Stackable Mini-Snap - 20 Point
Invented by Pro-Mold in 1991 (U.S. Patent 5,224,600), the mini-snap is a two piece snap design card holder that is ideal for inexpensive trading cards. The mini-snap was the first baseball card case to fit into the standard set storage boxes (pictured above) allowing you to keep complete sets in place with the most expensive cards being preserved in this holder.
Strengths: Inexpensive. Small and compact which allows for storage of many in smaller spaces particularly in standard set storage boxes that hold complete sets of collectible cards from trading card manufacturers like Bowman, Panini, Topps, and Upper Deck.
Weaknesses: With its two piece snap design there is always a chance that it could come apart if your drop this baseball card case on a hard floor. For real expensive baseball cards, use a one screw screwdown, or a magnetic holder with a team set bag. Some people, like children, have a hard time opening this holder. Use a small coin like a dime to wedge it into the slot on the side of it to open if necessary.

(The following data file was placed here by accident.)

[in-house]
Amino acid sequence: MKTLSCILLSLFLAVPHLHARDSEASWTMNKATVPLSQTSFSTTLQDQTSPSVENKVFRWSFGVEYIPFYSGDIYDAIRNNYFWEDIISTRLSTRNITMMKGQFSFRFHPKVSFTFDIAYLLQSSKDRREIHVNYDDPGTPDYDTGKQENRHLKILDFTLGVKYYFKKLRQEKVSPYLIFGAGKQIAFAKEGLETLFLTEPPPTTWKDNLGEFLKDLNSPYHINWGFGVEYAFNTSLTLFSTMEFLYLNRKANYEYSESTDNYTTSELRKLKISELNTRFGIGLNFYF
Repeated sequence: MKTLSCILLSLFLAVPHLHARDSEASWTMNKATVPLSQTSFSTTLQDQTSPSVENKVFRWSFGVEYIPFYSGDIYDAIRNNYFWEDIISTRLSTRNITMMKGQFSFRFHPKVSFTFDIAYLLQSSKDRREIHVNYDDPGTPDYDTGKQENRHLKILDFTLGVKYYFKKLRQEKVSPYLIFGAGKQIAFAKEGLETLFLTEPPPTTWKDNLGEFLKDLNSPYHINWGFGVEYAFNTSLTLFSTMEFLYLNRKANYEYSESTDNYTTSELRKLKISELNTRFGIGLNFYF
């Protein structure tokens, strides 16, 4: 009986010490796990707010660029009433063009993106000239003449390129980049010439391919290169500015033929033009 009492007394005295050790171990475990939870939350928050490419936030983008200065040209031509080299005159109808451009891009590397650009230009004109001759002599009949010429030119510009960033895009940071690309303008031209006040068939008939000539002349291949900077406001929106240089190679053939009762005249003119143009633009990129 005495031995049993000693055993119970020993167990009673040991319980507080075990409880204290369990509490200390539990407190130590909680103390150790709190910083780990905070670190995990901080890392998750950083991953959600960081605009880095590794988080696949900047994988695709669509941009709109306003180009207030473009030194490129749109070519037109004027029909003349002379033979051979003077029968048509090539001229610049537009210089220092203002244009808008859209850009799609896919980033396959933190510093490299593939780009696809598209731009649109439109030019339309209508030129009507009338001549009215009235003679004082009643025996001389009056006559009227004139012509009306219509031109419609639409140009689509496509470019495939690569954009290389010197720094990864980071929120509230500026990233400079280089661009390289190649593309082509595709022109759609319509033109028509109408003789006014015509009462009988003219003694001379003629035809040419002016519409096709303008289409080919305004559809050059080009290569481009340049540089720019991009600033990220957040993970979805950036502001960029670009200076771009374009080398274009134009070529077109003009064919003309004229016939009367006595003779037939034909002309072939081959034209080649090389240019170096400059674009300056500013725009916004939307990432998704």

Aliases: Mini-Tites, Mini-Snap Downs, Mini-Snap Locks, Mini Squeeze and Stacks, Pro Cardholders, Card Sleeves, Card Case, Card holders, PC-1S, 81138
|Item Name||Typical Card holder is used for||Inside Dimensions (Where card fits)||Outside Dimensions||UV Protection|
|PC1S||Standard Sized Trading Cards up to 20 Point||.022 by 2.5 by 3.5 (inches)||.185 by 2.66 by 3.65 (inches)||None|
|Card Company||Trading Card Name|
|Bowman||Bowman Standard Issue|
|Fleer||2012 Fleer Retro (All)|
|Panini||2012 Contenders Autos, 2012 Certified RC's/Parallels/Signatures, 2012 Crown Royale RC's/Parallels/Uncuts/Rookie Signatures, 2012 Limited RC's/Parallels/Monikers, 2012 Prizm Base Autos|
|Score||Score Standard Issue|
|Topps||Topps Standard Issue, 2012 Topps RC's/Parallels, 2012 Topps Chrome (Base)|
Question: What are the advantages of this baseball card case being able to fit into a standard set storage box (100 count to 900 count cardboard box)?
Answer: Many collectors like to collect complete sets of cards and they put the most expensive baseball cards in the set in the mini-snap. By doing this set collectors can keep their complete sets in numerical order and still have the "big money" cards preserved in the mini-snap.